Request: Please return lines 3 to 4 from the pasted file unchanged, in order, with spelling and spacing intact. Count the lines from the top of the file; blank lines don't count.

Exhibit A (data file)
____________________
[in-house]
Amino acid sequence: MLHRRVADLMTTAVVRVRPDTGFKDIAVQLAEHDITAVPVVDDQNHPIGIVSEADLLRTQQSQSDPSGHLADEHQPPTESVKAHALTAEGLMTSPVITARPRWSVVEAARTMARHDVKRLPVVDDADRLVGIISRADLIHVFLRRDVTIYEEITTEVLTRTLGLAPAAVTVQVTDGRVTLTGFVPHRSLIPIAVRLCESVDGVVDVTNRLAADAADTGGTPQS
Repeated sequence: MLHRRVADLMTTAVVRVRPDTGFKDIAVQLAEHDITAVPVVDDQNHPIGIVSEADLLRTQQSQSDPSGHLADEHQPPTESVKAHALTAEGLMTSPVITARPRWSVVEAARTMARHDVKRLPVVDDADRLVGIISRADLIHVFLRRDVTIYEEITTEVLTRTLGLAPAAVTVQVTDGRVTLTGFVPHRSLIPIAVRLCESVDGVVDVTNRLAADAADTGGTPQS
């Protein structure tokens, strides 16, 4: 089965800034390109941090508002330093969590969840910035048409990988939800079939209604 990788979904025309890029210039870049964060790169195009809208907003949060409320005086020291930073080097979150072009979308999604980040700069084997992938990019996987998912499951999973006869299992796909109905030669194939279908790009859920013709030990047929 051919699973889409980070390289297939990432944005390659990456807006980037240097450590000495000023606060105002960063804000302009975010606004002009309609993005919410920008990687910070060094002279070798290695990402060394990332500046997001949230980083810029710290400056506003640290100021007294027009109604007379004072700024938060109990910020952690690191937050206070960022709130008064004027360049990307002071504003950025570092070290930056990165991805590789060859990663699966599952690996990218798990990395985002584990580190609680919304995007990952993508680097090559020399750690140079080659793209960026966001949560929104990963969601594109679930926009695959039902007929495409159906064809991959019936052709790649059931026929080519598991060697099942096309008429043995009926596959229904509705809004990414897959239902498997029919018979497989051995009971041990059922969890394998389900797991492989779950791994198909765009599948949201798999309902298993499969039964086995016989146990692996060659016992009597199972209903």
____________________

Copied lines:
Repeated sequence: MLHRRVADLMTTAVVRVRPDTGFKDIAVQLAEHDITAVPVVDDQNHPIGIVSEADLLRTQQSQSDPSGHLADEHQPPTESVKAHALTAEGLMTSPVITARPRWSVVEAARTMARHDVKRLPVVDDADRLVGIISRADLIHVFLRRDVTIYEEITTEVLTRTLGLAPAAVTVQVTDGRVTLTGFVPHRSLIPIAVRLCESVDGVVDVTNRLAADAADTGGTPQS
């Protein structure tokens, strides 16, 4: 089965800034390109941090508002330093969590969840910035048409990988939800079939209604 990788979904025309890029210039870049964060790169195009809208907003949060409320005086020291930073080097979150072009979308999604980040700069084997992938990019996987998912499951999973006869299992796909109905030669194939279908790009859920013709030990047929 051919699973889409980070390289297939990432944005390659990456807006980037240097450590000495000023606060105002960063804000302009975010606004002009309609993005919410920008990687910070060094002279070798290695990402060394990332500046997001949230980083810029710290400056506003640290100021007294027009109604007379004072700024938060109990910020952690690191937050206070960022709130008064004027360049990307002071504003950025570092070290930056990165991805590789060859990663699966599952690996990218798990990395985002584990580190609680919304995007990952993508680097090559020399750690140079080659793209960026966001949560929104990963969601594109679930926009695959039902007929495409159906064809991959019936052709790649059931026929080519598991060697099942096309008429043995009926596959229904509705809004990414897959239902498997029919018979497989051995009971041990059922969890394998389900797991492989779950791994198909765009599948949201798999309902298993499969039964086995016989146990692996060659016992009597199972209903």